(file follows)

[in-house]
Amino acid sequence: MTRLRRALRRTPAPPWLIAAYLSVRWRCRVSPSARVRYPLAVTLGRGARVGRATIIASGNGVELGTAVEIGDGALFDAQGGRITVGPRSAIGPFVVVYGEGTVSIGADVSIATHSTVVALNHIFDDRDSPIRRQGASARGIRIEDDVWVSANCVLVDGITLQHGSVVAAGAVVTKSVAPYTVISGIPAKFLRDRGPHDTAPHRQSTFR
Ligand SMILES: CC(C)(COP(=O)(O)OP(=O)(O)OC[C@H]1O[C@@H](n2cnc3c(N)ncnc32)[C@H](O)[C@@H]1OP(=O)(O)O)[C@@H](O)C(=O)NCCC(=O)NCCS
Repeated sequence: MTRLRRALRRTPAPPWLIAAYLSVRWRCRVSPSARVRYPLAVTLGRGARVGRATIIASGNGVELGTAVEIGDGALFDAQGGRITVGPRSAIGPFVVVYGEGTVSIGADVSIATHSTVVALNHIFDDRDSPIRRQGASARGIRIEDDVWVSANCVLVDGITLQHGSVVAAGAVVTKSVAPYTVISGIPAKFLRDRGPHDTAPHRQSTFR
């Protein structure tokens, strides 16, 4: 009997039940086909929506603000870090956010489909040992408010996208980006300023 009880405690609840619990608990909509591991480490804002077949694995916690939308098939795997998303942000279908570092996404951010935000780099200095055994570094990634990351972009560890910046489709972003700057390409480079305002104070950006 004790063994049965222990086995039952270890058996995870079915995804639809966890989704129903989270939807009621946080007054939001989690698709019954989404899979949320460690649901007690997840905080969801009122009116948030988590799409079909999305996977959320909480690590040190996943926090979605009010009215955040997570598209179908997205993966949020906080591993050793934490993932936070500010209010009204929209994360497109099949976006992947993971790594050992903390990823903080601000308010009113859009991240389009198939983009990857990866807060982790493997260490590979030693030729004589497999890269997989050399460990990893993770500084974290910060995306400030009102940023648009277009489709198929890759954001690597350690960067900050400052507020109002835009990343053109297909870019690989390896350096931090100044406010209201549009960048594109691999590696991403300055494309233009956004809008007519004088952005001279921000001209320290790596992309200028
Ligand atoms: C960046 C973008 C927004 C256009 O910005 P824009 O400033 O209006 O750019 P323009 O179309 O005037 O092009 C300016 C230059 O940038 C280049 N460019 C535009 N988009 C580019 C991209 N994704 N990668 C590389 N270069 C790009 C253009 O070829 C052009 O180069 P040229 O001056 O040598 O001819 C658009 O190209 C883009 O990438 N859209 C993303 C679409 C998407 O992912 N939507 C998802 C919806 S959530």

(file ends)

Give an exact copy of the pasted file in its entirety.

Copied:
[in-house]
Amino acid sequence: MTRLRRALRRTPAPPWLIAAYLSVRWRCRVSPSARVRYPLAVTLGRGARVGRATIIASGNGVELGTAVEIGDGALFDAQGGRITVGPRSAIGPFVVVYGEGTVSIGADVSIATHSTVVALNHIFDDRDSPIRRQGASARGIRIEDDVWVSANCVLVDGITLQHGSVVAAGAVVTKSVAPYTVISGIPAKFLRDRGPHDTAPHRQSTFR
Ligand SMILES: CC(C)(COP(=O)(O)OP(=O)(O)OC[C@H]1O[C@@H](n2cnc3c(N)ncnc32)[C@H](O)[C@@H]1OP(=O)(O)O)[C@@H](O)C(=O)NCCC(=O)NCCS
Repeated sequence: MTRLRRALRRTPAPPWLIAAYLSVRWRCRVSPSARVRYPLAVTLGRGARVGRATIIASGNGVELGTAVEIGDGALFDAQGGRITVGPRSAIGPFVVVYGEGTVSIGADVSIATHSTVVALNHIFDDRDSPIRRQGASARGIRIEDDVWVSANCVLVDGITLQHGSVVAAGAVVTKSVAPYTVISGIPAKFLRDRGPHDTAPHRQSTFR
């Protein structure tokens, strides 16, 4: 009997039940086909929506603000870090956010489909040992408010996208980006300023 009880405690609840619990608990909509591991480490804002077949694995916690939308098939795997998303942000279908570092996404951010935000780099200095055994570094990634990351972009560890910046489709972003700057390409480079305002104070950006 004790063994049965222990086995039952270890058996995870079915995804639809966890989704129903989270939807009621946080007054939001989690698709019954989404899979949320460690649901007690997840905080969801009122009116948030988590799409079909999305996977959320909480690590040190996943926090979605009010009215955040997570598209179908997205993966949020906080591993050793934490993932936070500010209010009204929209994360497109099949976006992947993971790594050992903390990823903080601000308010009113859009991240389009198939983009990857990866807060982790493997260490590979030693030729004589497999890269997989050399460990990893993770500084974290910060995306400030009102940023648009277009489709198929890759954001690597350690960067900050400052507020109002835009990343053109297909870019690989390896350096931090100044406010209201549009960048594109691999590696991403300055494309233009956004809008007519004088952005001279921000001209320290790596992309200028
Ligand atoms: C960046 C973008 C927004 C256009 O910005 P824009 O400033 O209006 O750019 P323009 O179309 O005037 O092009 C300016 C230059 O940038 C280049 N460019 C535009 N988009 C580019 C991209 N994704 N990668 C590389 N270069 C790009 C253009 O070829 C052009 O180069 P040229 O001056 O040598 O001819 C658009 O190209 C883009 O990438 N859209 C993303 C679409 C998407 O992912 N939507 C998802 C919806 S959530």